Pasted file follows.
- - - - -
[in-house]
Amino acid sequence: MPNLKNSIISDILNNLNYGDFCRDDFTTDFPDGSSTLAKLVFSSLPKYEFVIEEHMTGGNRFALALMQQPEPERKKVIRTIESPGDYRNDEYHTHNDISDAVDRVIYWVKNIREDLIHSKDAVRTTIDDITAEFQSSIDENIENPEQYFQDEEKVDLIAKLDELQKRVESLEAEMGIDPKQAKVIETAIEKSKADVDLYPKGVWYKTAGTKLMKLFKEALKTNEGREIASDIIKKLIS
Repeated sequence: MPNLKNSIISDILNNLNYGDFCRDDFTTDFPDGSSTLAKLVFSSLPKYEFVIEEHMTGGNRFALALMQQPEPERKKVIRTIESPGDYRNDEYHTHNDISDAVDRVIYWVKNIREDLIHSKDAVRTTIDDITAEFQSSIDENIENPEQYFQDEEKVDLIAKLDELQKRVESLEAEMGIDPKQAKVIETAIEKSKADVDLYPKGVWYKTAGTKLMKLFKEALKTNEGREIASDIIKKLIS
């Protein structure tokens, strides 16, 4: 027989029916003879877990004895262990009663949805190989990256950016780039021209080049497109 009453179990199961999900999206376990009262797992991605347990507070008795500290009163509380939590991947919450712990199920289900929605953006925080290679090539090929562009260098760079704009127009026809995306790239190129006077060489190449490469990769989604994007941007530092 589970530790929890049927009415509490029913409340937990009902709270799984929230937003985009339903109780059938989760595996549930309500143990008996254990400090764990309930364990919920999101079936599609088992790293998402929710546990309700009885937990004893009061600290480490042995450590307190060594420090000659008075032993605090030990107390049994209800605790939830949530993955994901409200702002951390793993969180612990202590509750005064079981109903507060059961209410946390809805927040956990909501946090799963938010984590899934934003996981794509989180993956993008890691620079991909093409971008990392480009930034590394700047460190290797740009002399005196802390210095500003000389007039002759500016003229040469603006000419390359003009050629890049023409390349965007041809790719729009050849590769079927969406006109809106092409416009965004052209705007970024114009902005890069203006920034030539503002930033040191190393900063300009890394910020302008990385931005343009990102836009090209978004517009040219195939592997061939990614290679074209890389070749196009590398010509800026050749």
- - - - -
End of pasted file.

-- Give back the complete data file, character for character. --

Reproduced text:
[in-house]
Amino acid sequence: MPNLKNSIISDILNNLNYGDFCRDDFTTDFPDGSSTLAKLVFSSLPKYEFVIEEHMTGGNRFALALMQQPEPERKKVIRTIESPGDYRNDEYHTHNDISDAVDRVIYWVKNIREDLIHSKDAVRTTIDDITAEFQSSIDENIENPEQYFQDEEKVDLIAKLDELQKRVESLEAEMGIDPKQAKVIETAIEKSKADVDLYPKGVWYKTAGTKLMKLFKEALKTNEGREIASDIIKKLIS
Repeated sequence: MPNLKNSIISDILNNLNYGDFCRDDFTTDFPDGSSTLAKLVFSSLPKYEFVIEEHMTGGNRFALALMQQPEPERKKVIRTIESPGDYRNDEYHTHNDISDAVDRVIYWVKNIREDLIHSKDAVRTTIDDITAEFQSSIDENIENPEQYFQDEEKVDLIAKLDELQKRVESLEAEMGIDPKQAKVIETAIEKSKADVDLYPKGVWYKTAGTKLMKLFKEALKTNEGREIASDIIKKLIS
């Protein structure tokens, strides 16, 4: 027989029916003879877990004895262990009663949805190989990256950016780039021209080049497109 009453179990199961999900999206376990009262797992991605347990507070008795500290009163509380939590991947919450712990199920289900929605953006925080290679090539090929562009260098760079704009127009026809995306790239190129006077060489190449490469990769989604994007941007530092 589970530790929890049927009415509490029913409340937990009902709270799984929230937003985009339903109780059938989760595996549930309500143990008996254990400090764990309930364990919920999101079936599609088992790293998402929710546990309700009885937990004893009061600290480490042995450590307190060594420090000659008075032993605090030990107390049994209800605790939830949530993955994901409200702002951390793993969180612990202590509750005064079981109903507060059961209410946390809805927040956990909501946090799963938010984590899934934003996981794509989180993956993008890691620079991909093409971008990392480009930034590394700047460190290797740009002399005196802390210095500003000389007039002759500016003229040469603006000419390359003009050629890049023409390349965007041809790719729009050849590769079927969406006109809106092409416009965004052209705007970024114009902005890069203006920034030539503002930033040191190393900063300009890394910020302008990385931005343009990102836009090209978004517009040219195939592997061939990614290679074209890389070749196009590398010509800026050749």